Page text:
In the 2,700 pages of documents released by Arizona authorities today from the shooting of former congresswoman Gabrielle Giffords, there are some new details about the gunman, provided by his parents.

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The documents reveal that Jared Loughner had grown increasingly erratic and delusional in the months leading up to the rampage. He alienated friends and family, and became paranoid that police were out to get him.

Amy Loughner, the gunman's mother, said she'd sometimes see or hear him having conversations, when he was alone.

His father, Randy Loughner, told police, "I tried to talk to him. But you can't. He wouldn't let you."  But he said his 24-year-old son had never been diagnosed with mental illness.

Despite recommendations from officials at a community college where he was expelled that he undergo a mental evaluation, his parents didn't follow up. They did, however, become worried enough about him to have him tested for drugs. Those tests were negative.

Loughner opened fire outside a Tucson supermarket in 2011, killing six people and wounding 12 others, including Giffords. He entered a guilty plea that enabled him to avoid the death penalty, and is now serving his sentence at a federal prison medical facility in Missouri where he was diagnosed with schizophrenia.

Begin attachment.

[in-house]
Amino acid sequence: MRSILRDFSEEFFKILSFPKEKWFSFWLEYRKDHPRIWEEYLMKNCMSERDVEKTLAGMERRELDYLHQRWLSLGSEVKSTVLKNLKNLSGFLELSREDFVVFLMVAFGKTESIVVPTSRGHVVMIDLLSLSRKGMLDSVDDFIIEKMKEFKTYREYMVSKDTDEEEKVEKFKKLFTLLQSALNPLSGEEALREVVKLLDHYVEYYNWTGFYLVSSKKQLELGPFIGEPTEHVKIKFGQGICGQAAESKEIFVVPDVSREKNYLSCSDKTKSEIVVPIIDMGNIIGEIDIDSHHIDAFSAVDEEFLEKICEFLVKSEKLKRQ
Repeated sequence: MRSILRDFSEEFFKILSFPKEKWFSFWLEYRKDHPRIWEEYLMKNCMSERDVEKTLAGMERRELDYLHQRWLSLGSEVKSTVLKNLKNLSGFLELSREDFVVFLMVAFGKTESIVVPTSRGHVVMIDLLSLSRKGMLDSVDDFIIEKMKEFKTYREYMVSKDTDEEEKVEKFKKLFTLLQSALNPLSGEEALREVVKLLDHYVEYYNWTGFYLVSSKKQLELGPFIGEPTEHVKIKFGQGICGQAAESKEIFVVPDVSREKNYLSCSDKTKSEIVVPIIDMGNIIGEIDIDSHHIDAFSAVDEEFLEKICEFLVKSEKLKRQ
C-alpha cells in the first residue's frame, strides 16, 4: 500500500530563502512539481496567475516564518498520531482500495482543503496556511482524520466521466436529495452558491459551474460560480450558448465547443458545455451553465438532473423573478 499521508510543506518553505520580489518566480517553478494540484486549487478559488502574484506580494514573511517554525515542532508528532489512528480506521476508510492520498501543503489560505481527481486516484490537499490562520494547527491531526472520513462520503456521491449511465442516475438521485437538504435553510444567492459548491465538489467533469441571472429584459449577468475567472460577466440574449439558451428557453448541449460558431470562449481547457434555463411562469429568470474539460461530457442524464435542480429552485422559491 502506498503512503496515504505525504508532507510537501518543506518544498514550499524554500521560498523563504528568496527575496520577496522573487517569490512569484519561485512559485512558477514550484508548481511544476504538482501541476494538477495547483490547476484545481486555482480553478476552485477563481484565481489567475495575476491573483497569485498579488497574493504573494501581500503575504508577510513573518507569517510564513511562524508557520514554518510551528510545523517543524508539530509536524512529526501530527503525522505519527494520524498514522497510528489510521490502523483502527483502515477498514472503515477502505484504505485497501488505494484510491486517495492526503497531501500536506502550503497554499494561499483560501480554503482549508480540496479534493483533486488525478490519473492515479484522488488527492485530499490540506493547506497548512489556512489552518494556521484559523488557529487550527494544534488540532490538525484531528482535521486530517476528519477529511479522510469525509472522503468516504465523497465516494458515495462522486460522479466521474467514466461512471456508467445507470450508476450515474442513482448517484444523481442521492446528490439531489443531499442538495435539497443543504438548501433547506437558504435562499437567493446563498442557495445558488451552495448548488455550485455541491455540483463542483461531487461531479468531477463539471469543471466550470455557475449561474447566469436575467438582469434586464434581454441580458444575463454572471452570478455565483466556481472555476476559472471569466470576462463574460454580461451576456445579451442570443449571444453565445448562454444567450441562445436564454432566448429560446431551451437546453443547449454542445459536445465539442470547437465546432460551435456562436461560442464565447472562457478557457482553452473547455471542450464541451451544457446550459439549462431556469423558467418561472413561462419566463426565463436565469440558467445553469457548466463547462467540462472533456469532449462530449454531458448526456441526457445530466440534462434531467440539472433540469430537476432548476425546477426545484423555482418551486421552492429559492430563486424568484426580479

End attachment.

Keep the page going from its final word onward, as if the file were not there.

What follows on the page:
(Copyright 2013 by The Associated Press. All Rights Reserved.)



Former Rep. Gabrielle Giffords says the release of police reports in the Tucson rampage that seriously wounded her shows that the "mentally disturbed" shooter should have never had access to a gun.

Giffords says not a day goes by without her thinking of the meet-and-greet event outside a Tucson supermarket and all those affected by the shooting in January 2011 that left six dead.

Jared Lee Loughner was sentenced last November to seven consecutive life sentences, plus 140 years, after he pleaded guilty to 19 federal charges.

In a statement released Wednesday by the gun control advocacy group she started with her husband, Giffords says "no one piece of legislation will end all gun violence." But she hopes "commonsense policies like universal background checks" are enacted.


(Copyright 2013 by The Associated Press. All Rights Reserved.)